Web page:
Critas: Religion as a Human Invention

(c. 480-403)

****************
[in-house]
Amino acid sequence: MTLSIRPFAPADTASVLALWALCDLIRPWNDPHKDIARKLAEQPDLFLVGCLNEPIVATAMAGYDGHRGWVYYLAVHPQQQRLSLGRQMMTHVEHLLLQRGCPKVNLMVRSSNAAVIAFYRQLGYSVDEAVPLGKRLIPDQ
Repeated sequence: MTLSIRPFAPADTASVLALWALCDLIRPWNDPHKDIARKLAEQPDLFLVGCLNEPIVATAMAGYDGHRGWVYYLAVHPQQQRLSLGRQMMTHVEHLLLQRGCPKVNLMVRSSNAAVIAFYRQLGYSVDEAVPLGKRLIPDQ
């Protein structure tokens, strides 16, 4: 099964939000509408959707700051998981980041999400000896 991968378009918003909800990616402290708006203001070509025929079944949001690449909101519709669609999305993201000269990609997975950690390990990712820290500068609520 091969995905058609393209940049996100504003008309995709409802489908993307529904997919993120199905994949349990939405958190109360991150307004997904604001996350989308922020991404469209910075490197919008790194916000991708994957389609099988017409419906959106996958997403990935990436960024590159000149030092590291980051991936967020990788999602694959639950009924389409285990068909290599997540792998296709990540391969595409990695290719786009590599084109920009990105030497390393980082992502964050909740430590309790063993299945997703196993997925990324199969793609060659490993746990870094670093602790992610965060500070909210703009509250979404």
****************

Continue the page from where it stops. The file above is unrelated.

There was a time when the life of men was unordered, bestial and the slave of force, when there was no reward for the virtuous and no punishment for the wicked. Then, I think, men devised retributory laws, in order that Justice might be dictator and have arrogance as its slave, and if anyone sinned, he was punished. Then, when the laws forbade them to commit open crimes of violence, and they began to do them in secret, a wise and clever man invented fear (of the gods) for mortals, that there might be some means of frightening the wicked, even if they do anything or say or think it in secret. Hence he introduced the Divine (religion), saying that there is a God flourishing with immortal life, hearing and seeing with his mind, and thinking of everything and caring about these things, and having divine nature, who will hear everything said among mortals, and will be able to see all that is done. And even if you plan anything evil in secret, you will not escape the gods in this; for they have surpassing intelligence. In saying these words, he introduced the pleasantest of teachings, covering up the truth with a false theory; and he said that the gods dwelt there where he could most frighten men by saying it, whence he knew that fears exist for mortals and rewards for the hard life: in the upper periphery, where they saw lightnings and heard the dread rumblings of thunder, and the starry-faced body of heaven, the beautiful embroidery of Time the skilled craftsman, whence come forth the bright mass of she sun, and the wet shower upon the earth. With such fears did he surround mankind, through which he well established the deity with his argument, and in a fitting place, and quenched lawlessness among men. . . . Thus, I think, for the first time did someone persuade mortals to believe in a race of deities.